ATLANTA – Equal pay for equal work? Maybe not, according to CareerBuilder’s Equal Pay Day (April 10) survey on men and women in the workplace. Nearly a third of women (32 percent) do not think they are making the same pay as men in their organization who have similar experience and qualifications, compared to 12 percent of men.
More than 800 hiring and human resource managers, and more than 800 workers, both of whom are employed in the private sector across industries, participated in this nationwide survey, from Nov. 28 and Dec. 20, 2017.
Does inequality at work start with differences in expectations? Men are more likely to expect higher job levels during their career – 29 percent of men think they will reach a director level or higher, compared to 22 percent of women. A quarter of women (25 percent) never expect to reach above an entry-level role, compared to 9 percent of men. Almost one-third of women (31 percent) think they’ve hit a glass ceiling within their organization.
The differences in expectations extend to salary. More than a third of women (35 percent) don’t expect to reach a salary over $50,000 during their career, compared to 17 percent of men, while roughly half of men (47 percent) expect to reach a six-figure salary, compared to 22 percent of women.
Women also tend to be less satisfied with opportunities for advancement at work. Only 34 percent of women are satisfied with career advancement opportunities at their current employer, compared to 44 percent of men, and 30 percent of women do not feel they have the same career advancement opportunities as men who have the same skills and qualifications at their organization, compared to 12 percent of men. They are also less likely to be satisfied with training and learning opportunities at their employer than men (43 to 55 percent).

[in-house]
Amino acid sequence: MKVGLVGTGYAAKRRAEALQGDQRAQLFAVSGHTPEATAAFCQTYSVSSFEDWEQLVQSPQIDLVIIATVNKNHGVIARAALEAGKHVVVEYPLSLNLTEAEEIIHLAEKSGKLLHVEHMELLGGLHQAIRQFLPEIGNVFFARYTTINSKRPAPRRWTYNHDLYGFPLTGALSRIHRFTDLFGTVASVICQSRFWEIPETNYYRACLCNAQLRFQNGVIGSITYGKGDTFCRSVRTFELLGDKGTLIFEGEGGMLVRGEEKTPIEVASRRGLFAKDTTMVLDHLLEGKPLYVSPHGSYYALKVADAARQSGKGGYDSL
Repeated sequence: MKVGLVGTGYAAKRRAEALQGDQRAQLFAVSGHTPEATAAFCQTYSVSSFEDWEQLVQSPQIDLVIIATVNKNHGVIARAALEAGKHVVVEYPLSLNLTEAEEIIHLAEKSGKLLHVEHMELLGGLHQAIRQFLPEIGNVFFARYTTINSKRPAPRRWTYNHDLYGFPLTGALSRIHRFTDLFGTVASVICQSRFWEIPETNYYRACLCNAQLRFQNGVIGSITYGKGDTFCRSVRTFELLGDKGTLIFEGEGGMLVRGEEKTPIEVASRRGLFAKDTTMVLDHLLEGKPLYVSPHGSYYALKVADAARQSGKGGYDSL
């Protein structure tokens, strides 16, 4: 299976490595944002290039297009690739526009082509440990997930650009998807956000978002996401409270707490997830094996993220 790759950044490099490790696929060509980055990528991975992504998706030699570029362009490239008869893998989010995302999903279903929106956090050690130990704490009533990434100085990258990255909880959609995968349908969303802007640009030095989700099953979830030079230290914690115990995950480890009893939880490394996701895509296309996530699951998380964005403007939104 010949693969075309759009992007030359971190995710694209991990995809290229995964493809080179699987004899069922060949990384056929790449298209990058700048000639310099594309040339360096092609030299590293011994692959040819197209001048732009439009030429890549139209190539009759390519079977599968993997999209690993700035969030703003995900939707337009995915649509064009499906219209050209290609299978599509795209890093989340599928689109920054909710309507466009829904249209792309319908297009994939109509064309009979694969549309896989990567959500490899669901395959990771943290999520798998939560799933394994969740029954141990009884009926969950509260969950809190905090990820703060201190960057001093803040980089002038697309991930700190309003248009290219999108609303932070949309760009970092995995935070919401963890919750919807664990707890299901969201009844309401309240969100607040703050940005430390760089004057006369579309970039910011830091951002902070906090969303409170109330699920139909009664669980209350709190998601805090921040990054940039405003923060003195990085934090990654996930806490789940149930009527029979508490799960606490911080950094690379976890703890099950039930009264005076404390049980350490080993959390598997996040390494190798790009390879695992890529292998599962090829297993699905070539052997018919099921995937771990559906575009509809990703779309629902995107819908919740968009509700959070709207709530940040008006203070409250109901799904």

Employers Stepping Up?
The overwhelming majority of employers (94 percent) think there should be equality of pay in the U.S., but when acting on it, employers may be less sure. More than one in 10 (15 percent) employers said they do not believe female workers make the same wage as their male counterparts at their organization. Half of HR managers think that female workers make the same wage as their male counterparts at their organization, and 35 percent said they would hope they do.
Should pay be transparent or forbidden to be discussed? Eighty-two percent of employers said there should be transparency of pay in the U.S., and 42 percent of employers said that proposed legislation that prohibits employers from asking job candidates for their salary history will help close the gender pay gap since salary histories cannot be discussed.